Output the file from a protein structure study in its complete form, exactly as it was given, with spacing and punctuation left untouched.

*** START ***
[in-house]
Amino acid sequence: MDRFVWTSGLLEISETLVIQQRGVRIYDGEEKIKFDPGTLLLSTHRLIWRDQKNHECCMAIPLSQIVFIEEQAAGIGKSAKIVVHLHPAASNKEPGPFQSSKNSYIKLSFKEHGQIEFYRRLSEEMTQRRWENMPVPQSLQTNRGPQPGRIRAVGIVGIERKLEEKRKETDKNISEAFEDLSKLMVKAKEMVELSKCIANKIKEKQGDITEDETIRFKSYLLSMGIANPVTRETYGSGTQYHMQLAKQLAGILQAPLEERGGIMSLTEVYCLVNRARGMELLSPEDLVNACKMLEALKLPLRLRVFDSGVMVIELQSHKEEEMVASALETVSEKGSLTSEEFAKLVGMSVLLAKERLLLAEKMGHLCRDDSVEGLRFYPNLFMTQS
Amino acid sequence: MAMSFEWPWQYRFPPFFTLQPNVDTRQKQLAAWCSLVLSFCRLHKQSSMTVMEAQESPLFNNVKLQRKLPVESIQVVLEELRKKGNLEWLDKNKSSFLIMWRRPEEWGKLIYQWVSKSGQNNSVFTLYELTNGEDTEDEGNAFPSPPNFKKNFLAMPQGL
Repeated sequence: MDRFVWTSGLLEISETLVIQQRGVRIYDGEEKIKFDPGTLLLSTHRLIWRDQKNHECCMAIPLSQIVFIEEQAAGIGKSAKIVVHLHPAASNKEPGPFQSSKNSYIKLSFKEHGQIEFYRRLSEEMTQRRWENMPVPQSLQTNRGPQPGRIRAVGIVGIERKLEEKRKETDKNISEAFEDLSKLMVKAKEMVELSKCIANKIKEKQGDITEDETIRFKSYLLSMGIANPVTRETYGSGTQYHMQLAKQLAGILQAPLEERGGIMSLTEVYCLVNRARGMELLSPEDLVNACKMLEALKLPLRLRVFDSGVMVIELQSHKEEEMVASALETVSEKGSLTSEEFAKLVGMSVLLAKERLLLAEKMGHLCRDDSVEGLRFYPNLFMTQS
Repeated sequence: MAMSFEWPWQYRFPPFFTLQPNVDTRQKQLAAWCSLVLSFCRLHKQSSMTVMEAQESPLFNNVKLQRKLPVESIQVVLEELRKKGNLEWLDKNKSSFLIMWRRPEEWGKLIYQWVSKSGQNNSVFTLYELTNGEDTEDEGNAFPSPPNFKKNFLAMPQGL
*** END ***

[in-house]
Amino acid sequence: MDRFVWTSGLLEISETLVIQQRGVRIYDGEEKIKFDPGTLLLSTHRLIWRDQKNHECCMAIPLSQIVFIEEQAAGIGKSAKIVVHLHPAASNKEPGPFQSSKNSYIKLSFKEHGQIEFYRRLSEEMTQRRWENMPVPQSLQTNRGPQPGRIRAVGIVGIERKLEEKRKETDKNISEAFEDLSKLMVKAKEMVELSKCIANKIKEKQGDITEDETIRFKSYLLSMGIANPVTRETYGSGTQYHMQLAKQLAGILQAPLEERGGIMSLTEVYCLVNRARGMELLSPEDLVNACKMLEALKLPLRLRVFDSGVMVIELQSHKEEEMVASALETVSEKGSLTSEEFAKLVGMSVLLAKERLLLAEKMGHLCRDDSVEGLRFYPNLFMTQS
Amino acid sequence: MAMSFEWPWQYRFPPFFTLQPNVDTRQKQLAAWCSLVLSFCRLHKQSSMTVMEAQESPLFNNVKLQRKLPVESIQVVLEELRKKGNLEWLDKNKSSFLIMWRRPEEWGKLIYQWVSKSGQNNSVFTLYELTNGEDTEDEGNAFPSPPNFKKNFLAMPQGL
Repeated sequence: MDRFVWTSGLLEISETLVIQQRGVRIYDGEEKIKFDPGTLLLSTHRLIWRDQKNHECCMAIPLSQIVFIEEQAAGIGKSAKIVVHLHPAASNKEPGPFQSSKNSYIKLSFKEHGQIEFYRRLSEEMTQRRWENMPVPQSLQTNRGPQPGRIRAVGIVGIERKLEEKRKETDKNISEAFEDLSKLMVKAKEMVELSKCIANKIKEKQGDITEDETIRFKSYLLSMGIANPVTRETYGSGTQYHMQLAKQLAGILQAPLEERGGIMSLTEVYCLVNRARGMELLSPEDLVNACKMLEALKLPLRLRVFDSGVMVIELQSHKEEEMVASALETVSEKGSLTSEEFAKLVGMSVLLAKERLLLAEKMGHLCRDDSVEGLRFYPNLFMTQS
Repeated sequence: MAMSFEWPWQYRFPPFFTLQPNVDTRQKQLAAWCSLVLSFCRLHKQSSMTVMEAQESPLFNNVKLQRKLPVESIQVVLEELRKKGNLEWLDKNKSSFLIMWRRPEEWGKLIYQWVSKSGQNNSVFTLYELTNGEDTEDEGNAFPSPPNFKKNFLAMPQGL